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  • Matt Stroud

    Apr 2, 2014

    Matt Stroud

    One of two Texas executions back on following legal scuffle over lethal drug formula

    One of two executions in Texas will continue as scheduled, following an earlier legal ruling that resulted in a temporary delay. Earlier today, a Houston judge halted the executions of two men after their lawyers argued that the drug used to carry out their executions might constitute cruel and unusual punishment. The source of the lethal drug, pentobarbital, had previously been withheld; the judge ruled that the lawyers were unable to challenge whether a new batch of pentobarbital was tainted without knowing where the lethal drug originated.

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  • Jacob Kastrenakes

    Mar 26, 2014

    Jacob Kastrenakes

    Oklahoma judge rules death row inmates can find out where execution drugs come from

    An Oklahoma judge has overturned a state law that prevented inmates on death row — and just about everyone else — from learning the source of drugs used during lethal injections, reports Oklahoma City's KFOR. According to the Associated Press, the law was declared unconstitutional because the strict privacy that it gave to drug makers violated petitioners' due process by not allowing information about them to be revealed even during a court's discovery process. The ruling came from an Oklahoma County district court in a lawsuit raised by two inmates scheduled for execution in April.

    Whether lethal injection drugs' sources should be disclosed has been in contention recently following reports of executions that led to pain or worked slowly. Several states have had to turn to new drug manufacturers in recent years, and there's been concern that these new drugs may be ineffective or cause suffering. The AP reports that Oklahoma intends to appeal the ruling, and the inmates have requested that a separate court put a stay on their executions for now. The inmates' lawyer expects that the ruling itself will be stayed too — potentially until it heads up to the state's high court.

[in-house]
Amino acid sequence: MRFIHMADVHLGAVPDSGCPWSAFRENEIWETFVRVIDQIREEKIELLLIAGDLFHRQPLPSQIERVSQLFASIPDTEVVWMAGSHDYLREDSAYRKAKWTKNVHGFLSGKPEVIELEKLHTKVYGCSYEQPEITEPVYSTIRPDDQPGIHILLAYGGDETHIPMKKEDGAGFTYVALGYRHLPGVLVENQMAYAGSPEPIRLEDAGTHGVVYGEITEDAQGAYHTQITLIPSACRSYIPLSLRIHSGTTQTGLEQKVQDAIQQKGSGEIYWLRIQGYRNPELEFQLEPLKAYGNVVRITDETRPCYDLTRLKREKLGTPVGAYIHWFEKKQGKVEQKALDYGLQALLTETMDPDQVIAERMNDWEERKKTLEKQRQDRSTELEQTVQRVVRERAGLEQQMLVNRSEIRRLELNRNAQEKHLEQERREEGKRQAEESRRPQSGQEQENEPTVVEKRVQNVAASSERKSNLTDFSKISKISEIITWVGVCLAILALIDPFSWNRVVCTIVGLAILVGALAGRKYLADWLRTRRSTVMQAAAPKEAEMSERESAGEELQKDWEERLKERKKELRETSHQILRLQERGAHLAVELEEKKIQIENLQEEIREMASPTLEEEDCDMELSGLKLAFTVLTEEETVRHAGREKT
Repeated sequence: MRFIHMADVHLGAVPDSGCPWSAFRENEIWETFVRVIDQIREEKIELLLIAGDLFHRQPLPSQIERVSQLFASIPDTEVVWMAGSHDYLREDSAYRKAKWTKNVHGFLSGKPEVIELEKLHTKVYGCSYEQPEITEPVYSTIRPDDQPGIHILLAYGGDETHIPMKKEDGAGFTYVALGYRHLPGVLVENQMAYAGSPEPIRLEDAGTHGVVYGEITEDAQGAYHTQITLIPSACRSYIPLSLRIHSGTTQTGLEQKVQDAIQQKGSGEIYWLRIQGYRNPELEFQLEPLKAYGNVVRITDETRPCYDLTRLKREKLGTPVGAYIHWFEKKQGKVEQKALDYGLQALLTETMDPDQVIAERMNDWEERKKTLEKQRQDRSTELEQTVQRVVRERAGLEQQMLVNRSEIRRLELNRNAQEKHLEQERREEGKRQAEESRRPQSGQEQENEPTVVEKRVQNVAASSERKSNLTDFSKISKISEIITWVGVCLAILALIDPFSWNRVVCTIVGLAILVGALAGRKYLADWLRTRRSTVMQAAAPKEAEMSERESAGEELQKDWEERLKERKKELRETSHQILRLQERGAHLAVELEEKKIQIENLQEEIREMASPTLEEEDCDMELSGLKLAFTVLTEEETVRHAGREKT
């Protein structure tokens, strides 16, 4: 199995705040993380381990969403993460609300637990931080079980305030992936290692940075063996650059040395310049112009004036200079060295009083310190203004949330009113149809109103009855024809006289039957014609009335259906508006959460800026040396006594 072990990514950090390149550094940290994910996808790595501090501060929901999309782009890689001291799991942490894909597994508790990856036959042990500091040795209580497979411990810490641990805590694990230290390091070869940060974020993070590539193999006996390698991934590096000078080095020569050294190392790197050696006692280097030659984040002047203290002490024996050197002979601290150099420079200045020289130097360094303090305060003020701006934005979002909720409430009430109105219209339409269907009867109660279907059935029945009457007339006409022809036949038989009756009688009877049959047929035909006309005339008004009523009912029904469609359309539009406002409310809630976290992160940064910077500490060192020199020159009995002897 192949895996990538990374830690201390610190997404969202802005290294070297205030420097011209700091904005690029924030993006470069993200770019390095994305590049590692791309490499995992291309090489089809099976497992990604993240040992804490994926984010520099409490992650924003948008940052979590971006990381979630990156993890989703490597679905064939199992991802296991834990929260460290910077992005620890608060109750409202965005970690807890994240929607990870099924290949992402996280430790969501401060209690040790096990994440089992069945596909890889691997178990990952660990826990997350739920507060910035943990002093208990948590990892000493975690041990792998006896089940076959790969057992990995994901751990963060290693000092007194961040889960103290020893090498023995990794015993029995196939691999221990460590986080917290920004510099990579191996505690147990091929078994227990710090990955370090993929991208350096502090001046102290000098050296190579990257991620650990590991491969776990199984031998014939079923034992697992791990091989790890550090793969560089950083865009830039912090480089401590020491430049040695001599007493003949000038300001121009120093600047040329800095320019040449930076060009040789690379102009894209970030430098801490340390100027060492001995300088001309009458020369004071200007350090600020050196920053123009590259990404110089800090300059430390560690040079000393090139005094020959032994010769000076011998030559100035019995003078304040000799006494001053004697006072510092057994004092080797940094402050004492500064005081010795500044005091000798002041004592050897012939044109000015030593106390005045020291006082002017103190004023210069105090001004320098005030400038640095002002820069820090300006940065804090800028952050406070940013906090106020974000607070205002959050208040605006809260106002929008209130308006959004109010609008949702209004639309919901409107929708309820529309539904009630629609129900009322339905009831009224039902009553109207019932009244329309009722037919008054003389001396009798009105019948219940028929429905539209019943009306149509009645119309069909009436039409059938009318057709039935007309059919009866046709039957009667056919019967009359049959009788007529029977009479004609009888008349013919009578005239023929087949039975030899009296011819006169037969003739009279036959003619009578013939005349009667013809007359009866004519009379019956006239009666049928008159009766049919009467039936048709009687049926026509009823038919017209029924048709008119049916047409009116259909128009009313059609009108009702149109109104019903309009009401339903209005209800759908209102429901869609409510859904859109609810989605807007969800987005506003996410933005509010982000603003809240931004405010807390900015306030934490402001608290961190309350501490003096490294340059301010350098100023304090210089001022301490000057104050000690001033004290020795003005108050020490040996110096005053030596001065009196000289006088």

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  • Rich McCormick

    Feb 6, 2014

    Rich McCormick

    Death row prisoners may be forced into electric chair if Virginia bill passes

    As supplies of the drugs used to administer lethal injections in the United States dry up, state governments are turning to other methods to execute their death row inmates. Ohio officials used an untested cocktail of lethal drugs on an inmate in January, to macabre results. Now Virginia has proposed a bill that would mean inmates will be sent to the electric chair if sufficient amounts of lethal injection drugs can't be found. While Virginia hasn't questioned the legality of the electric chair since 1921, courts in other states, such as Georgia and Nebraska, have classed it as cruel and unusual punishment.

    The proposed bill would make Virginia the only state in the US in which a death row prisoner could be forced into death by electrocution. It has already passed the state's House of Delegates, and according to The Washington Post, is likely to go up for state lawmakers to vote on this week. Currently, Virginian inmates sentenced to execution are able to choose between lethal injection and electrocution. If no choice is made, the lethal cocktail will be administered. If the new law passes, officials will be able to force inmates to be executed by electric chair if lethal injection drugs aren't available, or the prisoner declines to choose.

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  • Rich McCormick

    Jan 17, 2014

    Rich McCormick

    Untested lethal injection drug takes more than 20 minutes to kill Ohio death row inmate

    Dennis McGuire, a prisoner in Ohio sentenced to death for the rape and murder of Joy Stewart in 1989, took more than 20 minutes to die on Thursday after being given a lethal injection. According to the Associated Press, the combination of drugs used to kill McGuire had never before been used in the United States for execution purposes.

    McGuire reportedly made "loud snorting noises," before 10 minutes of "irregular breathing and gasping." Lethal injections in the United States are usually carried out using pentobarbital, a method that leads to much shorter executions, but Ohio's supplies of the drug have run out after its Danish manufacturers blocked its export for use in executions in 2011. In October, officials made the decision to use a different cocktail of drugs — consisting of a sedative and a painkiller — that had not been tested on humans in the US.

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  • Amar Toor

    Dec 19, 2013

    Amar Toor

    US executions decline amid European restrictions on death penalty drugs